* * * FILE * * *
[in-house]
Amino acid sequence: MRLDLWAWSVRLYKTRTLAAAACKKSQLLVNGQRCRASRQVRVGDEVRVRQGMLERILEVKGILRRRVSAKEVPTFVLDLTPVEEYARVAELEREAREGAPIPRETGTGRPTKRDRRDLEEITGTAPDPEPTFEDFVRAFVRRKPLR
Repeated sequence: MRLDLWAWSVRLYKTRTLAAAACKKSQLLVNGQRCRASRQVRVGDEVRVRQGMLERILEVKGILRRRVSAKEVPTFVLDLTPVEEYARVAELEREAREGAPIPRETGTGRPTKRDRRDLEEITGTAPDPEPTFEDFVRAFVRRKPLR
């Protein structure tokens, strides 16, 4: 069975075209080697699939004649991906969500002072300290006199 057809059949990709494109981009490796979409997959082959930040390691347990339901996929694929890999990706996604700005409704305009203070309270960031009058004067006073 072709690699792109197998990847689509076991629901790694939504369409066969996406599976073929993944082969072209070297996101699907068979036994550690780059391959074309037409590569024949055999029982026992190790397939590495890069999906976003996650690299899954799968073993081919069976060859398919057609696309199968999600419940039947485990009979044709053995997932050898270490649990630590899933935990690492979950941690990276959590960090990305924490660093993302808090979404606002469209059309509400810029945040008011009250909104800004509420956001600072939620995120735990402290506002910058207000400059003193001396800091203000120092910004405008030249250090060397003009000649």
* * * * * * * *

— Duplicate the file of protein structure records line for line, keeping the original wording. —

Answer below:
[in-house]
Amino acid sequence: MRLDLWAWSVRLYKTRTLAAAACKKSQLLVNGQRCRASRQVRVGDEVRVRQGMLERILEVKGILRRRVSAKEVPTFVLDLTPVEEYARVAELEREAREGAPIPRETGTGRPTKRDRRDLEEITGTAPDPEPTFEDFVRAFVRRKPLR
Repeated sequence: MRLDLWAWSVRLYKTRTLAAAACKKSQLLVNGQRCRASRQVRVGDEVRVRQGMLERILEVKGILRRRVSAKEVPTFVLDLTPVEEYARVAELEREAREGAPIPRETGTGRPTKRDRRDLEEITGTAPDPEPTFEDFVRAFVRRKPLR
């Protein structure tokens, strides 16, 4: 069975075209080697699939004649991906969500002072300290006199 057809059949990709494109981009490796979409997959082959930040390691347990339901996929694929890999990706996604700005409704305009203070309270960031009058004067006073 072709690699792109197998990847689509076991629901790694939504369409066969996406599976073929993944082969072209070297996101699907068979036994550690780059391959074309037409590569024949055999029982026992190790397939590495890069999906976003996650690299899954799968073993081919069976060859398919057609696309199968999600419940039947485990009979044709053995997932050898270490649990630590899933935990690492979950941690990276959590960090990305924490660093993302808090979404606002469209059309509400810029945040008011009250909104800004509420956001600072939620995120735990402290506002910058207000400059003193001396800091203000120092910004405008030249250090060397003009000649």